Back To Basics Executive Coaching Series – 5 Ways of Discounting and Why You Should be Careful
My name is Sari van Poelje I’m the CEO of Intact Academy. We give training programs for coaches and consultants all over the world, from beginning coach to team coach to organizational consultants. My other business is Team Agility. I am an Agile Business Innovation Designer: I help companies innovate their business more quickly than their products.
One of the tools we use is Transactional Analysis. In the last video we talked about rackets and racketeering, how people confuse authentic feelings with racket feelings and how that might distort their reality. Today we’re going to talk about discounting, which is another way in which we distort reality. Discounting is when you’re faced with a problem and you ignore any information that could help you solve it.
For example, you’re having an argument with your partner. You say, “You should be the one to do the dishes.” You realise you’ve had this argument repeatedly, and you could buy a dishwasher and resolve the problem, but somehow that’s lost in the heat of the conversation. I guess you know that kind of conversation? This can be a light version of discounting, but it can get quite serious when in stress, people forget to take into account all the facets of problem solving and the information that is at hand.
One way you can recognize that people are discounting is through their “passive behaviour”. This was discovered by Jacqui Schiff, one of Berne’s students, who developed Cathexis therapy . Her idea was that when people are stuck in their story, when they discount, they show passive behaviour. There are four kinds of passive behaviour:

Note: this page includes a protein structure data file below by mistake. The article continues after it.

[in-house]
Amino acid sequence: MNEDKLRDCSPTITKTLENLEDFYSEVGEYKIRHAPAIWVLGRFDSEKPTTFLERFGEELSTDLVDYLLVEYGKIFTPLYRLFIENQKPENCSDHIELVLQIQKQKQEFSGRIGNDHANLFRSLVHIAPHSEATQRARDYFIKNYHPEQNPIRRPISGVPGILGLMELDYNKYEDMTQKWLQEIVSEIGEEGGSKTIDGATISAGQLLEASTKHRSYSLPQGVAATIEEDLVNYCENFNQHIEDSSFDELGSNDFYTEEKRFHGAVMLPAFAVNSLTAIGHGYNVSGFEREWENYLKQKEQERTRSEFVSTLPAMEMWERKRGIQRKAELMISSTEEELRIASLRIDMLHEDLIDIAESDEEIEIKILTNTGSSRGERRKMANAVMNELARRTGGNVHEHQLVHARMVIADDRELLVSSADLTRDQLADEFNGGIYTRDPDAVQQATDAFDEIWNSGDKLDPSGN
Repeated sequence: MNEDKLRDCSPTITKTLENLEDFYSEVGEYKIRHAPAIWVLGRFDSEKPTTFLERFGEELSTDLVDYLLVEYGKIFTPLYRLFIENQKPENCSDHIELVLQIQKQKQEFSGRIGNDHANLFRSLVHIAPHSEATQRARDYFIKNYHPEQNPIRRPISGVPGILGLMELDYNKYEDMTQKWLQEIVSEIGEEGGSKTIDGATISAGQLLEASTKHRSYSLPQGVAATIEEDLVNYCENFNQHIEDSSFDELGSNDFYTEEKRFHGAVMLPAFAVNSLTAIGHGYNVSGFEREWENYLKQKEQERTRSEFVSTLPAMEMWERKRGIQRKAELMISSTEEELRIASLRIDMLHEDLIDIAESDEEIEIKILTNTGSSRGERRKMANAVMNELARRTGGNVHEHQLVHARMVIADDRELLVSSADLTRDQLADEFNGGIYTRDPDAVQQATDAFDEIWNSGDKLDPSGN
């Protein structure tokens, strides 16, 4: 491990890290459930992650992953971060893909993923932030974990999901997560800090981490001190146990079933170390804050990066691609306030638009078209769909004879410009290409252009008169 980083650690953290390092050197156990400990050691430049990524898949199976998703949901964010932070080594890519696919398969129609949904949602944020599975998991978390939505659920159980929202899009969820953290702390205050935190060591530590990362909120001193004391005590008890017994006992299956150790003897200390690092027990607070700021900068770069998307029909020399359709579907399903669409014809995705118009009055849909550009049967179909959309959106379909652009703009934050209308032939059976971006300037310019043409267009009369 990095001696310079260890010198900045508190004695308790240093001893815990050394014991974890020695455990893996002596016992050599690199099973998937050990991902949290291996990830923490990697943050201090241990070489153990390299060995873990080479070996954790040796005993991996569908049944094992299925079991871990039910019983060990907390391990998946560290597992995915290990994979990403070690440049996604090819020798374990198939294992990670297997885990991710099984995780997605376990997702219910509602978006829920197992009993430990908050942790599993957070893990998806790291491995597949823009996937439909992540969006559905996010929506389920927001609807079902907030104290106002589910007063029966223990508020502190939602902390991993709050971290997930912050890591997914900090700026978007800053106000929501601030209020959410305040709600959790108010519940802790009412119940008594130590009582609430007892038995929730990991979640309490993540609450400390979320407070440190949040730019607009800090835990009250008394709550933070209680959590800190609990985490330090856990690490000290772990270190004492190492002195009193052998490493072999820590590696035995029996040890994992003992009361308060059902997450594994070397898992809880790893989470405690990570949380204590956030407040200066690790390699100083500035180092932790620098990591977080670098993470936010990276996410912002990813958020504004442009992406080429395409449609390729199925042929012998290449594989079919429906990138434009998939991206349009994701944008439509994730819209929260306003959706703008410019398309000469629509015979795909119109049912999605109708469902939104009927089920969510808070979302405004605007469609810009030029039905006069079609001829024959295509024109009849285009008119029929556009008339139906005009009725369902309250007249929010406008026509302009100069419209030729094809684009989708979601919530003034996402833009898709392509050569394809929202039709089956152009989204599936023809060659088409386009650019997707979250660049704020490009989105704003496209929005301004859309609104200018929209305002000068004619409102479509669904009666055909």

- Do nothing: The passive behaviour you see is when people are faced with a problem and do nothing. It’s like they’re frozen. If a train is coming they stay on the tracks and watch it come. For instance, you’re getting older (all of us do if we’re very lucky) and you don’t have any savings for your pension. You complain about it, but somehow you never get around to opening a savings account. That’s a way of discounting, of doing nothing and keeping the problem unsolved.
- Over adaptation: Other people discount by over adaptation. Let’s use this problem of pensions again. Someone gives you a suggestion about what to do, and you agree that it’s a good idea – yes! – immediately jumping to action. You could be discounting your own capacity to think about the problem. You’re over adapting to others’ ideas. At some point you might blame the other person for the decisions you took. It’s a way of discounting your own capabilities of solving a problem by exaggerating someone else’s capability to solve your problems.
- Agitating: Let’s assume you’re discussing the pension problem at the dinner table and the other person across from you gets really upset about this. “Oh my God, we don’t have a pension.” Instead of staying in the conversation, in the dialogue to solve the problem, they get up and fiddle with the washing up, or insist on taking a walk. Or they pick a fight with you, and before you know it, you’re talking about other things. This is agitating.
All of us do it, and we have specific ways of doing it. It might be interesting for you to figure out how you agitate. The agitation can come in many forms. In poker we would call this a tell.
- Violence or Incapacitation: When we say violence, in a less extreme form, we mean starting a fight with someone for instance. Incapacitation is when you’re faced with a problem you incapacitate yourself for instance by getting sick, and every time you’re faced with same problem, you get sick again.
Another way people don’t solve their problems or don’t take into account all of the information and use their Adult ego state is through grandiosity.
The moment you hear someone say, “Oh, you always have to bring this up when we’re eating. You never take into account that I don’t have space to talk about this.” – you know they’re using grandiosity to discount. Always or never are over-generalizations.
“I am always the one who has to solve the problems around here,” is a form of discounting because you’re over exaggerating your own capacity and discounting others’ capacities to solve the problem.
The moment people start to discount you have to be very careful that you don’t enter into rackets and games, because any game or racket starts with a discount.
 Jacqui Lee Schiff, Transactional Analysis Treatment of Psychosis, Cathexis Reader, Hardcover – 1975